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Why Passion Is Good But Consistency Is Better

Passion will only take you so far, it's being consistent that really gets you places.

I know this isn't going to go down well, and I'm well aware that I'm walking a big, fat, smelly elephant with a clunky metal chain around it's neck, and dumping it in the middle of your living room.


Passion is great, but it will only take you so far on your journey.


Okay, it's out there now. So what do you reckon? Do you want to punch me?


You see I think the problem is we are guilty of believing too much stuff that we read on the internet or on social media. I know that statement is ironic because it's a blog post on the internet, but stick with me for a moment.


You can't move these days for career and life advice that tells you to 'follow your passion' and how if you do so 'the money will follow'. There are blogs, courses, books and workshops dedicated to teaching you how to do this; how to lead the life of your dreams, doing what you love (and how to sneer at the 'others' who chose menial, office jobs and live their life chained to a desk and a schedule).


I'm worried about the actual sense in this advice though.


First of all, how many of us actually have passions that we could articulate enough to carve out a career path from? If you asked most of your friends what their passion was, many of them might scratch their heads for a while and at best suggest things like bike riding, going to the gym, baking, reading and perhaps music. Loads of great stuff there, but is there enough there to build a career on?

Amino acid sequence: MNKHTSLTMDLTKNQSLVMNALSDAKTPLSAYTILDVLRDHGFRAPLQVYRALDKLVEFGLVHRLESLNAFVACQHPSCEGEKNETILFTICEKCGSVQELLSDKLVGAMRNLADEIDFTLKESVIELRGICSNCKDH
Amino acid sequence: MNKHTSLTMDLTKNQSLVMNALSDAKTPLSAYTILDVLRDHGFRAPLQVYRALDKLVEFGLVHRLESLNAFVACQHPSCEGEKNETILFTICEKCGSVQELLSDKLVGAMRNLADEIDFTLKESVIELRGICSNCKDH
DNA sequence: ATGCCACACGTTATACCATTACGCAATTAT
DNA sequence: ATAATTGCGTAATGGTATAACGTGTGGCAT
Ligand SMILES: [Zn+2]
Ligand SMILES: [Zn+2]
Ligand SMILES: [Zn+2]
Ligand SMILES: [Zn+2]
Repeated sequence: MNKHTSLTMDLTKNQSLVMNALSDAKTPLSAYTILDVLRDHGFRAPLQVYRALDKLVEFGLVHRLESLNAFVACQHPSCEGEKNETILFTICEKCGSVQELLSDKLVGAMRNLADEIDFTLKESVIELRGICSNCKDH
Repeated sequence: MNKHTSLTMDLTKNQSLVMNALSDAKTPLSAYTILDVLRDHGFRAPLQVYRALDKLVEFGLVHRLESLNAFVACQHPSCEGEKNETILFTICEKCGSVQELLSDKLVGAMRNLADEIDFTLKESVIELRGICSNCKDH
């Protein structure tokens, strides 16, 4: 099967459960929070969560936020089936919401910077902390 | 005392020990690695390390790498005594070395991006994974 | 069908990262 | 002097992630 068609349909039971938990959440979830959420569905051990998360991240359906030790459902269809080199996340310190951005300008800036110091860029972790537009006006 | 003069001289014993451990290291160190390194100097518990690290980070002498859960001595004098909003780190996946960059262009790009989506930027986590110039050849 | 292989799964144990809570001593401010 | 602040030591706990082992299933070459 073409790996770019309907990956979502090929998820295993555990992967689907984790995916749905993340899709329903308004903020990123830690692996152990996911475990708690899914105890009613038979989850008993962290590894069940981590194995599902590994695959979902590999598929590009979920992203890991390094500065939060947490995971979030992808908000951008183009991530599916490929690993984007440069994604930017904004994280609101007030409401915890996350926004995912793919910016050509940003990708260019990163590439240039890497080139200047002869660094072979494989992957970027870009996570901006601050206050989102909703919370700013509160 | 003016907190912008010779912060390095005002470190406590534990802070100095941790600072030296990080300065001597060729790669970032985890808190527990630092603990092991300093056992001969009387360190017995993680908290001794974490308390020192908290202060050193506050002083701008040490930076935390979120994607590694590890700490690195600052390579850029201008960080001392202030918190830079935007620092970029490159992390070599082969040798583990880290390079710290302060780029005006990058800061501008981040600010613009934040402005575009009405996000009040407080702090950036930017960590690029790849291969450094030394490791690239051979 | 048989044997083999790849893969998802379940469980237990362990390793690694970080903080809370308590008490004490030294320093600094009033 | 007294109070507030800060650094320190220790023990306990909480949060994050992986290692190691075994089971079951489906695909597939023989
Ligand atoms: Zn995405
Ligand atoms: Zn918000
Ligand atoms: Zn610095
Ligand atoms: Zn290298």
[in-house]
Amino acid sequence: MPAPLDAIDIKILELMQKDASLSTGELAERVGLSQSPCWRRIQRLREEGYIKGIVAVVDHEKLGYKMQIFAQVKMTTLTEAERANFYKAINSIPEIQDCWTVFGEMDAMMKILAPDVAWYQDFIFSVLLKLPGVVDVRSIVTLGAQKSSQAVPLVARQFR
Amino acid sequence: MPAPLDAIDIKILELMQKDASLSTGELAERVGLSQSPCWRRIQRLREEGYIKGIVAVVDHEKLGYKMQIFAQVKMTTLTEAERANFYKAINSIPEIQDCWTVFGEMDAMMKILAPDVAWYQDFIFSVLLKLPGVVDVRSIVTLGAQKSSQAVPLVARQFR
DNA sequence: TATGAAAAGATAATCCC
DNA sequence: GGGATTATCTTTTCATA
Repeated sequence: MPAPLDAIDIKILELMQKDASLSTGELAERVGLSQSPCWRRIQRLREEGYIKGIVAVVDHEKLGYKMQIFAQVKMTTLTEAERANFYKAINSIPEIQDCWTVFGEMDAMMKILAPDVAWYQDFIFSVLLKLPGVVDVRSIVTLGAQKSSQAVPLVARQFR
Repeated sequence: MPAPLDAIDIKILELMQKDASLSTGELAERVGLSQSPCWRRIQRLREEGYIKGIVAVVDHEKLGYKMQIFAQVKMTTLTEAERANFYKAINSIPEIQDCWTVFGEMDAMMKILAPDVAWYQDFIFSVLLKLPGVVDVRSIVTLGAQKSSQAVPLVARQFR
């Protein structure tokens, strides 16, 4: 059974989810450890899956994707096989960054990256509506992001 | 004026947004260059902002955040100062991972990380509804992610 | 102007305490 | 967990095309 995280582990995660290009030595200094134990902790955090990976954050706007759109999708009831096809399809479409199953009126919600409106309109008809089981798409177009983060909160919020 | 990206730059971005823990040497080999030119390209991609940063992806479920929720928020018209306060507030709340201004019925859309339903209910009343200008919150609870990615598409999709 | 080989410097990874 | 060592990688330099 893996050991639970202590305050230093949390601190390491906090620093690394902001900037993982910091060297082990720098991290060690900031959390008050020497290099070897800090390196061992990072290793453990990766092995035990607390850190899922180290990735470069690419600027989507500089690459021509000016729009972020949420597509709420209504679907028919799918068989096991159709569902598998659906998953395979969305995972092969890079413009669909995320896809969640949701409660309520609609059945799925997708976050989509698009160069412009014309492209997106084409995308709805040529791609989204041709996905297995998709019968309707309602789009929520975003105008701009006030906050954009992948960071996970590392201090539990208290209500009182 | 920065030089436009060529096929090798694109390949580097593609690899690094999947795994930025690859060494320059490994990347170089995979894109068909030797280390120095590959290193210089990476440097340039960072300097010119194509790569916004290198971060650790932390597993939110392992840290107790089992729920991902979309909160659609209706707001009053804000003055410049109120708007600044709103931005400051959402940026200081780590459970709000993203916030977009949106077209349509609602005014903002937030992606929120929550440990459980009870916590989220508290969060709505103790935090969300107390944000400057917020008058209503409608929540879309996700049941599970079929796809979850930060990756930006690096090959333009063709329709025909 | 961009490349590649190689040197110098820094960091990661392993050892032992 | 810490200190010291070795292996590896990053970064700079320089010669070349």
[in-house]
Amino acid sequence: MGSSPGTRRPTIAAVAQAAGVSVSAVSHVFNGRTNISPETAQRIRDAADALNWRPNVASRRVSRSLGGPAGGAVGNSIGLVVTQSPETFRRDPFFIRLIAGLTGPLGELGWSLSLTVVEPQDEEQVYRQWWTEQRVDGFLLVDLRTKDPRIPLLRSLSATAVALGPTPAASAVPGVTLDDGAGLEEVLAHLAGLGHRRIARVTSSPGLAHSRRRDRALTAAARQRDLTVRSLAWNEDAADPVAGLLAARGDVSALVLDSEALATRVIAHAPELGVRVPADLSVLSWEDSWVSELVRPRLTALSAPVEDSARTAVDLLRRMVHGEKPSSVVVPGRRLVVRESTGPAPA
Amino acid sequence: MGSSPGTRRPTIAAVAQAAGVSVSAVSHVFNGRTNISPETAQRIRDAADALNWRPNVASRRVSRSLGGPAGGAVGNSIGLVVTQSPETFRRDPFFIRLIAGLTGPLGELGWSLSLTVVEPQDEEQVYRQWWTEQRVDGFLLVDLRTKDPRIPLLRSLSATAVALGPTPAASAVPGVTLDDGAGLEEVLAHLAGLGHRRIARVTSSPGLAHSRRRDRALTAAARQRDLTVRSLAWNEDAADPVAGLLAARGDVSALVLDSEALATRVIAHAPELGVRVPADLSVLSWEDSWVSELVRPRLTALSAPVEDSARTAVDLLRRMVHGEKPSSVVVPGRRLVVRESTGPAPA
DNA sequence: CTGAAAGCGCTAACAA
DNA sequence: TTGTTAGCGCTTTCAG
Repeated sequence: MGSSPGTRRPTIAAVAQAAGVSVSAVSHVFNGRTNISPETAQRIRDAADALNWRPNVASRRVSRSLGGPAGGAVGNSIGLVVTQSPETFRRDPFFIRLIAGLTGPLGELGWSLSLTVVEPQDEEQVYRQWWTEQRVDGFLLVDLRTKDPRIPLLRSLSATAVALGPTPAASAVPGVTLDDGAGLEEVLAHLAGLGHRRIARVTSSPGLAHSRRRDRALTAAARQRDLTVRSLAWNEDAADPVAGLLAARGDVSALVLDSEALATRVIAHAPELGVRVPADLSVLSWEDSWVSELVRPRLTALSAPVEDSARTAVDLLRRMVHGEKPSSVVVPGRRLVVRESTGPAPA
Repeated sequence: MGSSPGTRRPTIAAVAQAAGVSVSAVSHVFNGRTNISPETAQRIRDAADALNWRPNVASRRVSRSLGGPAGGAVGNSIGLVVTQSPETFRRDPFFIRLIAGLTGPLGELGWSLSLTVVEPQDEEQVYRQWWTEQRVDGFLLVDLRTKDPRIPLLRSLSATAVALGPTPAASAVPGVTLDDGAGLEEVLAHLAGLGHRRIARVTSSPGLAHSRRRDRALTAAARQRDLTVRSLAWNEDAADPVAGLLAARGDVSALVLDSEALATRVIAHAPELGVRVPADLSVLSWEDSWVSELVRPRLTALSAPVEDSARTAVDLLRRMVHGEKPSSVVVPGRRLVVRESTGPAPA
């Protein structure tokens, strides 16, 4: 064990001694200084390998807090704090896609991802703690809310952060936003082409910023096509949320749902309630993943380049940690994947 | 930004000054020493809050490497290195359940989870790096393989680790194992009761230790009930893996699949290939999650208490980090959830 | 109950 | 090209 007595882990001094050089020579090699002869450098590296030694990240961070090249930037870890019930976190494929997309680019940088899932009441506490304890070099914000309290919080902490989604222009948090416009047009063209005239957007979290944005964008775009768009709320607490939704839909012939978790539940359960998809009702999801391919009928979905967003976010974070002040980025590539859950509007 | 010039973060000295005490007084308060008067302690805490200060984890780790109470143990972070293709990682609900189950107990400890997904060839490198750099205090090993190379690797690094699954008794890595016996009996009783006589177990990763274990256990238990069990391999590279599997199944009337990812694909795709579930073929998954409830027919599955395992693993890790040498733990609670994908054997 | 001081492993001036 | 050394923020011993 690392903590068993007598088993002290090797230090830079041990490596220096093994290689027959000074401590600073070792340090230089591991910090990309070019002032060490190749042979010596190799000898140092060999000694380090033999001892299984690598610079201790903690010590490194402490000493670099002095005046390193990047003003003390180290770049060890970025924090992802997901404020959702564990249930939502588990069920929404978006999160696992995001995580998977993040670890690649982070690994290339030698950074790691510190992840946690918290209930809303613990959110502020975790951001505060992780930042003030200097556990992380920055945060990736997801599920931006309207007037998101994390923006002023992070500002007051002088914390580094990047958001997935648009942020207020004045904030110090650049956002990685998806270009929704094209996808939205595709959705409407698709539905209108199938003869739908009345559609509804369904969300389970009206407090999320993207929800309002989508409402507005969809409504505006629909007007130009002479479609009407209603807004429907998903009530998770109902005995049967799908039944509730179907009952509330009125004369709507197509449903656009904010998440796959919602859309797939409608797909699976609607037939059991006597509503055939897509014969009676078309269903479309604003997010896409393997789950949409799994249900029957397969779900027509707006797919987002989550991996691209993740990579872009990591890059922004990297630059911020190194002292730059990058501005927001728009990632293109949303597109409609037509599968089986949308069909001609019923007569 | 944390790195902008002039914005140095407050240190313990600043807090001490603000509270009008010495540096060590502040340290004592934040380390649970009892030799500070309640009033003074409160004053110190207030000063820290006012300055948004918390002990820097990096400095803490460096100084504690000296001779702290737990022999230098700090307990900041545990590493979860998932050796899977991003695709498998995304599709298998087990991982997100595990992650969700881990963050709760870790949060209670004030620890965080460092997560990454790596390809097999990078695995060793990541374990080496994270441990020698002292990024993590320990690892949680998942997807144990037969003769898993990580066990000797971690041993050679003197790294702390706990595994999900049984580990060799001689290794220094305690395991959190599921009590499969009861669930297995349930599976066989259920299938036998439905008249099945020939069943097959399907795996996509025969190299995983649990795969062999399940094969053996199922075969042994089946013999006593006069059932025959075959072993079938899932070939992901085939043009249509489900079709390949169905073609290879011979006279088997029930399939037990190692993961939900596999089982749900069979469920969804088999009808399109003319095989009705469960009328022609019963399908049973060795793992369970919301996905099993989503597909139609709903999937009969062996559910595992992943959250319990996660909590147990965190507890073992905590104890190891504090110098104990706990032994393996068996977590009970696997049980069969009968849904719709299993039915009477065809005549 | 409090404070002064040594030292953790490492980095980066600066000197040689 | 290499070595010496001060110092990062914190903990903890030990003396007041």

There are a few exceptional individuals lucky enough to know what they wanted to do from an early age. Many doctors will tell you they knew when they were kids that they wanted to help people. Many sports professionals and musicians claim they knew it the minute they watched their first game, or heard a certain band. What they will also tell you, but that you might not want to hear, is the incredible dedication and sacrifice that they had to put in to get to the stage that they are at. They will also tell you about dozens of their friends who just didn't make the cut, whether through lack of ability or not being able to put the commitment in.


So for most of us it's a challenge to know what we are even passionate enough about, let alone being so dedicated at that thing that we are able to do it with the exclusion of almost everything else in our lives. Most of us have other responsibilities and financial commitments, and so chucking in the job to follow our passion is just not a realistic thing to do.


Oh but if you really were passionate about it you would find a way - so goes the response from the 'follow your passion' brigade.


My advice, and mostly aimed at myself, is that if you can find something that you love so passionately, then find a way of doing it every day, somehow. If it's writing then write something every day. If it's painting, then paint every day. Even if it's for ten minutes, that's enough, but do it consistently every, single, day. Prove to yourself that you love it that much, and that regardless of the busyness of your life you will always find a way to do that thing you say you love.


That is the best starting place.


Be consistent. Build from there.


There's no need to be black or white, on or off, all or nothing. You don't have to hand your notice in and jeopardise your family's security.


You just need to do something each day.


Hone your craft, nurture the thing you are passionate about.


But don't be deluded to think that being passionate about something is enough to make the Universe align itself around you, and carve out a yellow, brick, road that leads you to Oz.

Maybe it will, maybe it won't. What's important is that you show up each day with the discipline and craft.

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